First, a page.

East West Africa could lose 50 of their lions by 2035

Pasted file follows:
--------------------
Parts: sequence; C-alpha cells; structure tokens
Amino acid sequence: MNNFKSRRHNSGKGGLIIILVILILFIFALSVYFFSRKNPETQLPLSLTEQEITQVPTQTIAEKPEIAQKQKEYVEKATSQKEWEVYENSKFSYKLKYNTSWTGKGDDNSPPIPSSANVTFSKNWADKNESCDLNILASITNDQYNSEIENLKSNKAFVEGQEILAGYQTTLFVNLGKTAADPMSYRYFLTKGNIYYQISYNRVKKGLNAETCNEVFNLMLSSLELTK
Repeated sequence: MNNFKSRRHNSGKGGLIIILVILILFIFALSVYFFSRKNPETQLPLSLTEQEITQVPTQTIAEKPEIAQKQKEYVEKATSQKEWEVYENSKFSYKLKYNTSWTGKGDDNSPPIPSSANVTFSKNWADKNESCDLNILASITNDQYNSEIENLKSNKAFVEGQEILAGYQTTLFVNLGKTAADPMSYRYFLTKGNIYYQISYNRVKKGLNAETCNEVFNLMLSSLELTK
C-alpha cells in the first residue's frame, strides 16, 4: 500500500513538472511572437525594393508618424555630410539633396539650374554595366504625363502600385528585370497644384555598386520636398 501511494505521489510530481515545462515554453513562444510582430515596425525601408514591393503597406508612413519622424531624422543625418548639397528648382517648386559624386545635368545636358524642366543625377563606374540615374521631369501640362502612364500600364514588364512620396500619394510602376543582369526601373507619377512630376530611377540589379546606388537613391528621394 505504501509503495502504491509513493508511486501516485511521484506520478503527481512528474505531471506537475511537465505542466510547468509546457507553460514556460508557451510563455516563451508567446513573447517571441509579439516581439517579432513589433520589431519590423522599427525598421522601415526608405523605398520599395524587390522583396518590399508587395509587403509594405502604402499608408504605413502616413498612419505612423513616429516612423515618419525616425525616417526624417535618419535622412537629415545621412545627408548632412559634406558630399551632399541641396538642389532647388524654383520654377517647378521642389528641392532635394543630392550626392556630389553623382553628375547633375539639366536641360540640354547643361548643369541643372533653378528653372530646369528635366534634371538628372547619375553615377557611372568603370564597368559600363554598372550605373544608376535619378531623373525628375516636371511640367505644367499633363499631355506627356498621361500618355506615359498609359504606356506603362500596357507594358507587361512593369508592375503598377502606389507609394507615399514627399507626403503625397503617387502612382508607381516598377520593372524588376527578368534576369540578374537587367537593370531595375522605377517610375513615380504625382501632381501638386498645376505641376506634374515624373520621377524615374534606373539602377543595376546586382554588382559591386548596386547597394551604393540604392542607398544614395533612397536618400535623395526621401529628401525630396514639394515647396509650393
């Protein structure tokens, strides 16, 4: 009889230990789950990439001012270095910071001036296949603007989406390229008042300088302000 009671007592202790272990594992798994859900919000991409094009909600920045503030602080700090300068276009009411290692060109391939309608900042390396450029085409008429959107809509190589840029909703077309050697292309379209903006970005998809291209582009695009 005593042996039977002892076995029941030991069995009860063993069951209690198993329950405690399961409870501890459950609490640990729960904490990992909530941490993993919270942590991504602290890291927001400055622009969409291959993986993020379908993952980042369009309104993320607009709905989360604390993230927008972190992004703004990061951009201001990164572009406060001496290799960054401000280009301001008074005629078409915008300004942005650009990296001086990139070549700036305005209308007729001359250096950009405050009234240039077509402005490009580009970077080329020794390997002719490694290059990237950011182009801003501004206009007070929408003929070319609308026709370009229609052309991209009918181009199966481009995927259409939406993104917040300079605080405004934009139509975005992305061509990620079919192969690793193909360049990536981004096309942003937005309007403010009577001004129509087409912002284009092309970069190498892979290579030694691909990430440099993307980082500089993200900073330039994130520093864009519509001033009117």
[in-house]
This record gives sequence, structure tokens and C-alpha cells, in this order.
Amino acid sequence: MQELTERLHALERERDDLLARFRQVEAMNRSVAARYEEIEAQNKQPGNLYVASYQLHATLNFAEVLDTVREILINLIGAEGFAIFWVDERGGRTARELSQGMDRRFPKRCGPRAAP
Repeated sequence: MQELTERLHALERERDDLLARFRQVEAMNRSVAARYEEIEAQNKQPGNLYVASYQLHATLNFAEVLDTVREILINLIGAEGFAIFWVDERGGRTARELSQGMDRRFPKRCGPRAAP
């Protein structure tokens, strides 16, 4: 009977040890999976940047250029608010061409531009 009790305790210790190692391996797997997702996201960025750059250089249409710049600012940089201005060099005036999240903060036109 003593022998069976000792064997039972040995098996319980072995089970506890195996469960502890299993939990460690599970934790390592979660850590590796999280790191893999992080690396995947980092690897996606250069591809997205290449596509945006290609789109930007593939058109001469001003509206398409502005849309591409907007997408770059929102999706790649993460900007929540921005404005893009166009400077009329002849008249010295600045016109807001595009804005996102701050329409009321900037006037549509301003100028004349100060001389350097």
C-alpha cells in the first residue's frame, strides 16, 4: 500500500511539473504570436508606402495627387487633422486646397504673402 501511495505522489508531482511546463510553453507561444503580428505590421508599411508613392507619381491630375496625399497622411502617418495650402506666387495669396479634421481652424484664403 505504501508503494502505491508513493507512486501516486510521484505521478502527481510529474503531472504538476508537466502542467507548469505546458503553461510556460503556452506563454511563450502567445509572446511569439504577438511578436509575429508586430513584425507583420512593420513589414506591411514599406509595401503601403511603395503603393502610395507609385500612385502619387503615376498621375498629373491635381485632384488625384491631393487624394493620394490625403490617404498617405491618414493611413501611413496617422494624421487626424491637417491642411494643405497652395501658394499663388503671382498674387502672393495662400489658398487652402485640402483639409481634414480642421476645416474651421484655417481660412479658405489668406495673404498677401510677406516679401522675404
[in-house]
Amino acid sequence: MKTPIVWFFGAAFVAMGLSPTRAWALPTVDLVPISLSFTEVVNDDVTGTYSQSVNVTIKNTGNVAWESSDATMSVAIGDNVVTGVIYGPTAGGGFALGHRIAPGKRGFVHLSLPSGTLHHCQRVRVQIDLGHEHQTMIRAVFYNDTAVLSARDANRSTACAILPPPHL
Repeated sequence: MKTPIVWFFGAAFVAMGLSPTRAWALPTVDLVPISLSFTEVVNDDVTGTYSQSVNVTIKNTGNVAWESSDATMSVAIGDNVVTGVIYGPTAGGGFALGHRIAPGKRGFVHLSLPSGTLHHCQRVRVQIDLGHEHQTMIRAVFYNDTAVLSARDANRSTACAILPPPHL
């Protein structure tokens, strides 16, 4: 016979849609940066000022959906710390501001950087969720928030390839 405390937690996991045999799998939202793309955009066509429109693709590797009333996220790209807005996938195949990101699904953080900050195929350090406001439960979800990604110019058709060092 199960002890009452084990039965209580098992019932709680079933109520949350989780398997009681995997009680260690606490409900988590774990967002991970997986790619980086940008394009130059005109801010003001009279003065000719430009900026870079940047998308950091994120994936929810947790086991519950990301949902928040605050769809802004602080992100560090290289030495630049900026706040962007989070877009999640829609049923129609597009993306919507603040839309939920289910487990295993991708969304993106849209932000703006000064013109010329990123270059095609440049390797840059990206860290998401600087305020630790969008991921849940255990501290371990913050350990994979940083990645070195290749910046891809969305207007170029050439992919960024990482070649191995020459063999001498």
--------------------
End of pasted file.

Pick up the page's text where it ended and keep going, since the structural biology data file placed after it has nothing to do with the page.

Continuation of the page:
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Required fields are indicated by an asterisk (*) Email Country * Afghanistan Aland Islands Albania Algeria Andorra Angola Anguilla Antarctica Antigua and Barbuda Argentina Armenia Aruba Australia Austria Azerbaijan Bahamas Bahrain Bangladesh Barbados Belarus Belgium Belize Benin Bermuda Bhutan Bolivia, Plurinational State of Bonaire, Sint Eustatius and Saba Bosnia and Herzegovina Botswana Bouvet Island Brazil British Indian Ocean Territory Brunei Darussalam Bulgaria Burkina Faso Burundi Cambodia Cameroon Canada Cape Verde Cayman Islands Central African Republic Chad Chile China Christmas Island Cocos (Keeling) Islands Colombia Comoros Congo Congo, the Democratic Republic of the Cook Islands Costa Rica Cote d’Ivoire Croatia Cuba Curaçao Cyprus Czech Republic Denmark Djibouti Dominica Dominican Republic Ecuador Egypt El Salvador Equatorial Guinea Eritrea Estonia Ethiopia Falkland Islands (Malvinas) Faroe Islands Fiji Finland France French Guiana French Polynesia French Southern Territories Gabon Gambia Georgia Germany Ghana Gibraltar Greece Greenland Grenada Guadeloupe Guatemala Guernsey Guinea Guinea-Bissau Guyana Haiti Heard Island and McDonald Islands Holy See (Vatican City State) Honduras Hungary Iceland India Indonesia Iran, Islamic Republic of Iraq Ireland Isle of Man Israel Italy Jamaica Japan Jersey Jordan Kazakhstan Kenya Kiribati Korea, Democratic People’s Republic of Korea, Republic of Kuwait Kyrgyzstan Lao People’s Democratic Republic Latvia Lebanon Lesotho Liberia Libyan Arab Jamahiriya Liechtenstein Lithuania Luxembourg Macao Macedonia, the former Yugoslav Republic of Madagascar Malawi Malaysia Maldives Mali Malta Martinique Mauritania Mauritius Mayotte Mexico Moldova, Republic of Monaco Mongolia Montenegro Montserrat Morocco Mozambique Myanmar Namibia Nauru Nepal Netherlands New Caledonia New Zealand Nicaragua Niger Nigeria Niue Norfolk Island Norway Oman Pakistan Palestine Panama Papua New Guinea Paraguay Peru Philippines Pitcairn Poland Portugal Qatar Reunion Romania Russian Federation Rwanda Saint Barthélemy Saint Helena, Ascension and Tristan da Cunha Saint Kitts and Nevis Saint Lucia Saint Martin (French part) Saint Pierre and Miquelon Saint Vincent and the Grenadines Samoa San Marino Sao Tome and Principe Saudi Arabia Senegal Serbia Seychelles Sierra Leone Singapore Sint Maarten (Dutch part) Slovakia Slovenia Solomon Islands Somalia South Africa South Georgia and the South Sandwich Islands South Sudan Spain Sri Lanka Sudan Suriname Svalbard and Jan Mayen Swaziland Sweden Switzerland Syrian Arab Republic Taiwan Tajikistan Tanzania, United Republic of Thailand Timor-Leste Togo Tokelau Tonga Trinidad and Tobago Tunisia Turkey Turkmenistan Turks and Caicos Islands Tuvalu Uganda Ukraine United Arab Emirates United Kingdom United States Uruguay Uzbekistan Vanuatu Venezuela, Bolivarian Republic of Vietnam Virgin Islands, British Wallis and Futuna Western Sahara Yemen Zambia Zimbabwe The fate of the lion, one of Africa’s largest predators, may be even bleaker than we thought. According to a new study, lion numbers in West, Central, and East Africa could shrink by half over the next two decades even as populations in southern Africa hold steady or swell. The regional differences, authors say, come down to how closely the lions are managed. But some researchers question whether the prospects for lions in East Africa—their historical stronghold on the continent—are as grim as the study claims.Today, lions survive in the wild in 27 countries, all but a handful of them in Africa. In 1980 an estimated 75,000 roamed free. Since then, thousands have perished from poisoning, poorly regulated sports hunting, and the loss of habitat and prey. Until recently, scientists were relatively confident that roughly 30,000 remained. But this year a top conservation body, the International Union for Conservation of Nature, revised that estimate closer to 20,000.Lions are a bit like restaurants—the fate of both may hinge upon their location. In West and Central Africa pressure from the human population is high and conservation efforts are low, so the projected declines there are no surprise, says Hans Bauer, a lion researcher at the University of Oxford who is based in Ethiopia and lead author on the new paper. “But we had thought that lions in both southern and eastern Africa were doing sort of okay,” he says.center_img To find out whether that was accurate, Bauer and other scientists compiled and analyzed data from surveys of 47 lion populations found in protected areas across Africa and then estimated the growth rate of each. Their analyses revealed a steep decline in almost all lion populations in West-Central Africa and a 67% chance that the region’s lion population will decline by 50% over the next 20 years, the researchers report online today in the Proceedings of the National Academy of Sciences. In East Africa, the team found a similar—although less steep—decline and estimate a 37% chance its lion numbers will shrink by 50% over the next 2 decades, too.In contrast, the team found that lions in the southern African countries of Botswana, Namibia, Zimbabwe, and South Africa were doing “extremely well,” with their numbers even increasing in some parks, Bauer says.The regional differences, he says, can be explained by how the animals are managed. In East Africa, lions are left free to roam across the landscape much as they have for thousands of years. In southern Africa, however, lions live in well-funded, intensively managed populations, often surrounded by fences that keep the cats in and people out.  The lack of adequate protections in East Africa could spell trouble for the felines—especially as the human population continues to grow—says Craig Packer, a lion researcher and ecologist at the University of Minnesota, Twin Cities, and one of the study’s co-authors. “We’re in danger of losing lions from the iconic savanna landscapes of East Africa because the mechanisms that are in place to protect them there are inadequate,” he says. Such loss could have ripple effects across the entire ecosystem.However, some researchers question whether the data really support the authors’ projections for East Africa. “While I might agree that lions are in trouble in West Africa based on what they’ve presented, in East Africa, it’s a bit of a toss-up,” says Stuart Pimm, a conservation biologist at Duke University in Durham, North CarolinaThe largest lion populations in East Africa—those in Serengeti National Park in Tanzania and Maasai Mara National Reserve in Kenya—are either increasing or experiencing only a slight decline, Pimm notes. The one clear big decline is in Katavai National Park in Tanzania, but those data, which show a steep drop-off from roughly 600 lions in the park in 1996 to zero in 2002, are highly controversial and shouldn’t be used to support the argument for a massive regional decline, he says.Tim Caro, a wildlife biologist at the University of California (UC), Davis, who has worked in Katavi for years, agrees. “It’s simply not true that there are no lions in Katavi. If you go to the park now, you’re going to see them around the tourist circuit.”Still, for other experts, the debate seems to be over whether the prospects for lions are bad or worse. “The research is more documentation of the type of rapid decline we know is happening, with lions and with much of the rest of African wildlife,” says Laurence Frank, a lion researcher at UC Berkeley, who wasn’t involved in the study. “The evidence keeps mounting.” Sign up for our daily newsletter Get more great content like this delivered right to you! 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